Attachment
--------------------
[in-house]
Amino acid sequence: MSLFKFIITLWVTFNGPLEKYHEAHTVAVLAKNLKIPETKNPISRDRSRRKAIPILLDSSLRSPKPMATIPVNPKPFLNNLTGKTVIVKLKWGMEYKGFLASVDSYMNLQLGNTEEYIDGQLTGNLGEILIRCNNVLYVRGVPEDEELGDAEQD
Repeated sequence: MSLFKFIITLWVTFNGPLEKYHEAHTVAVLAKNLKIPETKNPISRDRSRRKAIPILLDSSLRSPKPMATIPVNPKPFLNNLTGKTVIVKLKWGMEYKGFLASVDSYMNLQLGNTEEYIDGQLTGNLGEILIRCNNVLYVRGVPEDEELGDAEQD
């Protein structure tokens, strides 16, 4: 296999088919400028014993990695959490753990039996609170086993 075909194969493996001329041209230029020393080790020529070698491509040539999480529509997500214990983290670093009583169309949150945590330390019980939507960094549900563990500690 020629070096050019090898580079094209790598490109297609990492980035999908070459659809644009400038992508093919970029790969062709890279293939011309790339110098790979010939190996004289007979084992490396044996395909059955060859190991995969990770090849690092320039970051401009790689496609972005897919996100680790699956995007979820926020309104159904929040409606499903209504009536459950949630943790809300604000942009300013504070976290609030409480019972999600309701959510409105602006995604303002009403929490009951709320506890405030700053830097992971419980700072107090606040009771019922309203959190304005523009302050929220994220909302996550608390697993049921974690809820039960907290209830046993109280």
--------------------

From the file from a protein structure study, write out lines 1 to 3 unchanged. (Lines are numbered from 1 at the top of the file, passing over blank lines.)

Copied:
[in-house]
Amino acid sequence: MSLFKFIITLWVTFNGPLEKYHEAHTVAVLAKNLKIPETKNPISRDRSRRKAIPILLDSSLRSPKPMATIPVNPKPFLNNLTGKTVIVKLKWGMEYKGFLASVDSYMNLQLGNTEEYIDGQLTGNLGEILIRCNNVLYVRGVPEDEELGDAEQD
Repeated sequence: MSLFKFIITLWVTFNGPLEKYHEAHTVAVLAKNLKIPETKNPISRDRSRRKAIPILLDSSLRSPKPMATIPVNPKPFLNNLTGKTVIVKLKWGMEYKGFLASVDSYMNLQLGNTEEYIDGQLTGNLGEILIRCNNVLYVRGVPEDEELGDAEQD